According to the Bureau of Labor Statistics between 1978 and 2008, the average American employee aged 18-44 years held 11 different jobs. As the world economy becomes increasingly global, the only certainty in employment is that the nature and structure of the workforce will inevitably continue to change. These changes will bring new opportunities for dynamic careers that provide increased work-life balance and flexibility.
New automation, production methods and manufacturing technologies will make certain types of jobs redundant. Among these will be manual and routine jobs like retail cashiers, word processing, and any task involving manual handling such as stock and warehouse or factory workers. In a recent example, Ford and Holden motor vehicle manufacturers in Australia notified closures of their domestic manufacturing plants. Impacting thousands of workings the shift in the industry has been quickly realised with the release of the new Ford Mustang, already sold out for 2016.
New Jobs That Didn’t Exist
At the same time, developments in science and technology will transform existing industries, creating new business models and new types of jobs. The shift in the working landscape has changed at a rapid rate in the last ten years, new jobs have been created that previously didn’t exist like social media managers, app developers and even chief listeners.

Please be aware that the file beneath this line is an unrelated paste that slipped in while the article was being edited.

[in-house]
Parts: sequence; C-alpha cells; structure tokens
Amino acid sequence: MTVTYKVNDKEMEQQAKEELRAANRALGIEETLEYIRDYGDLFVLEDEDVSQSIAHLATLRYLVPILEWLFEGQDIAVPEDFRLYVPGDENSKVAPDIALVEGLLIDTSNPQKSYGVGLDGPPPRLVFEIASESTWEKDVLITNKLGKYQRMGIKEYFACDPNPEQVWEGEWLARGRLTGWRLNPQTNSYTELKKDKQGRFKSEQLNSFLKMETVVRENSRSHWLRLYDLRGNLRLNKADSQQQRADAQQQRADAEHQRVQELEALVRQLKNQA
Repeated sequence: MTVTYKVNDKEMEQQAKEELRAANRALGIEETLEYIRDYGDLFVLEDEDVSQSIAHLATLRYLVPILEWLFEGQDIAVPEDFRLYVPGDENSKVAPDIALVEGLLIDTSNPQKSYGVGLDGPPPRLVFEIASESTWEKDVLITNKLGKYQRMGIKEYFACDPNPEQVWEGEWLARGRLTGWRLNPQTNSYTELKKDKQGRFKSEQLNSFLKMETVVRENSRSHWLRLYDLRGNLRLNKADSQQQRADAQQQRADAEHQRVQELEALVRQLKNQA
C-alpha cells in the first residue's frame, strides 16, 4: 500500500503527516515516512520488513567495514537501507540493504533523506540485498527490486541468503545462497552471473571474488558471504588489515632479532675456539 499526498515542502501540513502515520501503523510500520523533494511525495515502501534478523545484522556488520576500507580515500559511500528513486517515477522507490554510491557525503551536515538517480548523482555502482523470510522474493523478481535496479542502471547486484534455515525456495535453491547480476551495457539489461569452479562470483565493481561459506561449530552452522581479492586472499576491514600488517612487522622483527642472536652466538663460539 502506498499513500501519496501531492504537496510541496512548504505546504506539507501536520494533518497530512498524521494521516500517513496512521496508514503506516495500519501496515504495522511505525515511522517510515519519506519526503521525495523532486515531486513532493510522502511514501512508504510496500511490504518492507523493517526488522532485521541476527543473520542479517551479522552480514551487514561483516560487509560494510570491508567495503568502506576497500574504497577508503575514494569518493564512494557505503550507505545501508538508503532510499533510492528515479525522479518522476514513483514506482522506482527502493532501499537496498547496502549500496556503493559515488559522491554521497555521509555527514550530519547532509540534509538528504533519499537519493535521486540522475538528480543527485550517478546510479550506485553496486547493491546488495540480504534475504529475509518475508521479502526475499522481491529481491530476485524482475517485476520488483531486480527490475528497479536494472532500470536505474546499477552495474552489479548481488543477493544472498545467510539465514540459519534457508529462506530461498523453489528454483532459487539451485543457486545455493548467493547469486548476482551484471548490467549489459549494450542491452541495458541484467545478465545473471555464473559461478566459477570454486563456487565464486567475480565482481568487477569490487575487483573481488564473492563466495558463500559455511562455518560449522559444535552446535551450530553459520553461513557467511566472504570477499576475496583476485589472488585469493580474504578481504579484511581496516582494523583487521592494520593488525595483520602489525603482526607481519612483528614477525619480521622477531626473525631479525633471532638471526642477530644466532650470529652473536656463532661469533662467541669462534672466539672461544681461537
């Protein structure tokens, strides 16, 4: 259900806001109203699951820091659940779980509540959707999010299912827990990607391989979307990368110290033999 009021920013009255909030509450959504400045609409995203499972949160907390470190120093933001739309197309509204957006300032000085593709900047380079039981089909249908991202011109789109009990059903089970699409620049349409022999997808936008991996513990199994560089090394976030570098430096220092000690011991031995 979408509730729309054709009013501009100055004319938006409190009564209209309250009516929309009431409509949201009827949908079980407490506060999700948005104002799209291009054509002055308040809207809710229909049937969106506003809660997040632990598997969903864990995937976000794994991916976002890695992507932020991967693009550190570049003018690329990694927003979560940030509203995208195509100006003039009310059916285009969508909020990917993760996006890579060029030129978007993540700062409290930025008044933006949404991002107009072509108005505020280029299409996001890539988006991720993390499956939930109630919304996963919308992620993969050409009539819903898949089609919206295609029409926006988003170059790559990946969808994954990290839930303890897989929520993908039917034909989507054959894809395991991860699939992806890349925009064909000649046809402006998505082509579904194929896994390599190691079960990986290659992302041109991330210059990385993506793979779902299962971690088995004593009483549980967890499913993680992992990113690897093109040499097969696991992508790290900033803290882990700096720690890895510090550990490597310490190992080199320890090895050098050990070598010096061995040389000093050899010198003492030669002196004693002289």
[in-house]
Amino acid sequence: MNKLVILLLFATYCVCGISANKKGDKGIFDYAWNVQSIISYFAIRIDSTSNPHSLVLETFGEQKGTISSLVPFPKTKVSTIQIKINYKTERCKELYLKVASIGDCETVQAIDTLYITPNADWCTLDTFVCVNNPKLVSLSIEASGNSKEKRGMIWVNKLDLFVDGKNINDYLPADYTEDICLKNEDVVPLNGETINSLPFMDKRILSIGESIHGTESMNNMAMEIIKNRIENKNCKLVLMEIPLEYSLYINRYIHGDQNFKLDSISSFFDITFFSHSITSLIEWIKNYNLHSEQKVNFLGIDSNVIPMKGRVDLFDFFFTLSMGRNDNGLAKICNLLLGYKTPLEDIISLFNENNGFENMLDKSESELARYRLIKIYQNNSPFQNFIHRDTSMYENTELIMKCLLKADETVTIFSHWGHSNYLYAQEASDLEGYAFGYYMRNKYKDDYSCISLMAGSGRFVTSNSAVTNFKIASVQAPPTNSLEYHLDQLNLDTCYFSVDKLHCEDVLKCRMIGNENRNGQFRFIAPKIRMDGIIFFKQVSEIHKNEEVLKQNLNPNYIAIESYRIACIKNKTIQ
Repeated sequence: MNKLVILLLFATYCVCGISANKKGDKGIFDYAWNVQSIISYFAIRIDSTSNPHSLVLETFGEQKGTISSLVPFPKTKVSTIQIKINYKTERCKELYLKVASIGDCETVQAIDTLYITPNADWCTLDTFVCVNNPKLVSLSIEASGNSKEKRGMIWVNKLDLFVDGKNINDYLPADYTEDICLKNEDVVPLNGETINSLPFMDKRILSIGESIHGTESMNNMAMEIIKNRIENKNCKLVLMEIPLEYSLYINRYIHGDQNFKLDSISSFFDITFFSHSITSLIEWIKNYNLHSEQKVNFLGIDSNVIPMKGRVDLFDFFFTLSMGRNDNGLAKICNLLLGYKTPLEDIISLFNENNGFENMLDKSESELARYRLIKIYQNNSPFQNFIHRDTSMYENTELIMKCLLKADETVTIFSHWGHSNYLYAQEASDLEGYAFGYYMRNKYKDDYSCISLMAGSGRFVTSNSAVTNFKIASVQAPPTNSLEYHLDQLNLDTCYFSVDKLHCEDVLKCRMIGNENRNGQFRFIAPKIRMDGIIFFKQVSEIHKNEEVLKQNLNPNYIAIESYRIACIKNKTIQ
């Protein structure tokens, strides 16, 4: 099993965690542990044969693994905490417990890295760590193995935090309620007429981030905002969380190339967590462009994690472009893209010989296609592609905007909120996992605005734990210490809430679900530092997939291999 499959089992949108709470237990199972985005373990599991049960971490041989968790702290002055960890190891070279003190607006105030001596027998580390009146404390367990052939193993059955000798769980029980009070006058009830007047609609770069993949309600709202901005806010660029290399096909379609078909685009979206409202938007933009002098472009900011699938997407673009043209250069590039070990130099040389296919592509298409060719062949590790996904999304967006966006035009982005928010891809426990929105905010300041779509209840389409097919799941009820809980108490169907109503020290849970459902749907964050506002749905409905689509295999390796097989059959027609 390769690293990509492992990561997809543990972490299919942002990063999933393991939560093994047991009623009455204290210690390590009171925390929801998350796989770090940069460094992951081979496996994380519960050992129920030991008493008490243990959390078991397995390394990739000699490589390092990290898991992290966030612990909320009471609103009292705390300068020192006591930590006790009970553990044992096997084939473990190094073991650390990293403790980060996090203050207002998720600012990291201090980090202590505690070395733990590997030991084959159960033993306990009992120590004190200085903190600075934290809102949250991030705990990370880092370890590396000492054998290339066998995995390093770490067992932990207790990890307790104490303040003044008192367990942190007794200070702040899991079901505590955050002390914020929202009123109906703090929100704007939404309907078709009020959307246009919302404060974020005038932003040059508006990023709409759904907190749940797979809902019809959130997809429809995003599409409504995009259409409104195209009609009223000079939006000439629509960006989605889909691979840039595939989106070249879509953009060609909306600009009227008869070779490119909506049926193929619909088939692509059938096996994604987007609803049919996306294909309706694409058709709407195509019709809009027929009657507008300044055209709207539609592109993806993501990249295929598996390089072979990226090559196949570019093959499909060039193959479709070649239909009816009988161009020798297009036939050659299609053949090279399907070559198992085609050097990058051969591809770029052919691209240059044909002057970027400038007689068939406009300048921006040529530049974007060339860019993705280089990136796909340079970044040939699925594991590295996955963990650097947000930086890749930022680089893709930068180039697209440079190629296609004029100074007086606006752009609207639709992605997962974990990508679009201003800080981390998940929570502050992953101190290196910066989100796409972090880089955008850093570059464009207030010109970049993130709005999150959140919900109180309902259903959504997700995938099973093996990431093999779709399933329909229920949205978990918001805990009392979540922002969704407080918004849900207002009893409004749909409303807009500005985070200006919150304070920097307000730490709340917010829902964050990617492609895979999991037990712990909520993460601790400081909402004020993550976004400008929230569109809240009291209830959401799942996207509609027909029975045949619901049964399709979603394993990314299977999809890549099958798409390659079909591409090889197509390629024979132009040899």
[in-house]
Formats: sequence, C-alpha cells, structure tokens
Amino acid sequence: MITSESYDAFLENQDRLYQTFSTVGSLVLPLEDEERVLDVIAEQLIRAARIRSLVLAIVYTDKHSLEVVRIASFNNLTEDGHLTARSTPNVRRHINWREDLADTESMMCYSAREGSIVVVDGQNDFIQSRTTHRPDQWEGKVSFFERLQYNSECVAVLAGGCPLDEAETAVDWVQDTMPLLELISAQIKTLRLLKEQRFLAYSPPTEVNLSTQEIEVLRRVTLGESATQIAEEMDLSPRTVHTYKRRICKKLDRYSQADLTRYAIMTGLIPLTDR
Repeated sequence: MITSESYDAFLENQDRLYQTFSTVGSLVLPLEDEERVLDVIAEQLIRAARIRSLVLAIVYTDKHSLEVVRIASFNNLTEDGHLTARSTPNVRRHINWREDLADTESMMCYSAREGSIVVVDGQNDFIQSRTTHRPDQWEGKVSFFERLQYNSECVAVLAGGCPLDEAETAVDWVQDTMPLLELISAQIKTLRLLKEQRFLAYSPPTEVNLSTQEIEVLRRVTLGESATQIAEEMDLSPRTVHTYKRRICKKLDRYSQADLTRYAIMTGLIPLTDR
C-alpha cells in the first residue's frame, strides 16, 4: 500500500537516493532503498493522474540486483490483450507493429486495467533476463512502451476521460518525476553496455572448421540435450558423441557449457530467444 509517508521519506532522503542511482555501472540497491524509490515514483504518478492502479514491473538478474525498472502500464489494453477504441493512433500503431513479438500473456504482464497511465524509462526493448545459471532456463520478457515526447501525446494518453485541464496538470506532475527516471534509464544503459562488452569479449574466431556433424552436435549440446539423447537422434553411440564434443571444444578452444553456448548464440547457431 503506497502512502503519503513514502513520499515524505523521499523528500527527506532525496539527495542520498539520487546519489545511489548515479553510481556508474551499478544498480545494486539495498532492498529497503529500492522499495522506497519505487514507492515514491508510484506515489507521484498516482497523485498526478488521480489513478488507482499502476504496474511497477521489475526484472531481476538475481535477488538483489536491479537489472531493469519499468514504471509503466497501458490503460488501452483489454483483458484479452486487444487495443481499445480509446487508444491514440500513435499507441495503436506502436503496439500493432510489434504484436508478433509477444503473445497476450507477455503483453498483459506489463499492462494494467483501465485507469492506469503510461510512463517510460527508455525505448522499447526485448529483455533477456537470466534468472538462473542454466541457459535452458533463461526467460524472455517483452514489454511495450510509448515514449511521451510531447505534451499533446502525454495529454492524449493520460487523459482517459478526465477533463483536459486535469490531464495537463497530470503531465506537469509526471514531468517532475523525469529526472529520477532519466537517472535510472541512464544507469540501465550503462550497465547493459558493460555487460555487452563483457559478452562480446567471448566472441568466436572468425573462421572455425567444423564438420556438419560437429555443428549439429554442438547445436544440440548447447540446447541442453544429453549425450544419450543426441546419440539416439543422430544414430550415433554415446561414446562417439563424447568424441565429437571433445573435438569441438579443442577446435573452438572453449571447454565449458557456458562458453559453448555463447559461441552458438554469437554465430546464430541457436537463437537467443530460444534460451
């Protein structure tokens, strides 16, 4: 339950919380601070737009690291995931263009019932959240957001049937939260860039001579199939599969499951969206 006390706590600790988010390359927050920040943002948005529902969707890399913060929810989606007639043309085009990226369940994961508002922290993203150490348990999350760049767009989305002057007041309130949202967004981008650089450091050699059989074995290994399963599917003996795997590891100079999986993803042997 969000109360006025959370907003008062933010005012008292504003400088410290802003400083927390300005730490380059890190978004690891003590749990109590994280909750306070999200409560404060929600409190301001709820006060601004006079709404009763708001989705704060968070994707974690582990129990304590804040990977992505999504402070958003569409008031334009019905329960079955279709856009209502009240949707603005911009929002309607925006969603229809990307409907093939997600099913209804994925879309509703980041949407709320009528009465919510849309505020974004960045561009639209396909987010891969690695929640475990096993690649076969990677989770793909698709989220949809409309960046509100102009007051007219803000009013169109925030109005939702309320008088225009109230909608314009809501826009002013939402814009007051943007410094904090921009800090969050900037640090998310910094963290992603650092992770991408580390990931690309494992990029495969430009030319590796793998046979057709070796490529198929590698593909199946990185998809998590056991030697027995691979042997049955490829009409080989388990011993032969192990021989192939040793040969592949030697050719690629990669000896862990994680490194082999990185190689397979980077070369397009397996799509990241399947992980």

For example, Paul Minton graduated from college with a math major, but was unable to find a job. He took a 3 month course in computer programming and data analysis, and was able to get a 6-figure salary as a data analyst for a web startup in San Francisco.
Like Minton, up to 70% of students are training for jobs that soon won’t exist. The main drivers for change are automation, globalisation and collaboration. So which industries are going to provide the careers of the future?
How Will Employment Look in the Future?
The World and Employment Social Outlook 2015 (WESO) predict that employment in private sector services, accommodation and restaurants will increase rapidly the next 4 years. Service-based industries can keep costs low while charging premium, including business and administrative services, & real estate. More than ? of jobs worldwide in 2015 are linked to global supply chains for goods and services either consumed or further processed in other countries.
The International Labour Organisation reveal that employment relationships are becoming less secure, only 25% of workers worldwide having stable, full-time employment, 75% are employed in temporary work, informal and own account work, paid family work, and this trend is increasing.
Recent statistics show that the average worker stays in a job for 4.4 years. To position yourself for successful successive careers, you’ll want to match your skills growth to the fastest growing industries.
Technology is creating new ways of working. We are increasingly able to accumulate, store, manage and extract value from data. As technology becomes cheaper, multifunctional and easier to use, observes that workers will become more mobile, working over distance, on more flexible working arrangements, with increased connectedness* – with workers being available at any time. In the EU mobile working styles will give workers more autonomy and flexibility to combine work and family life.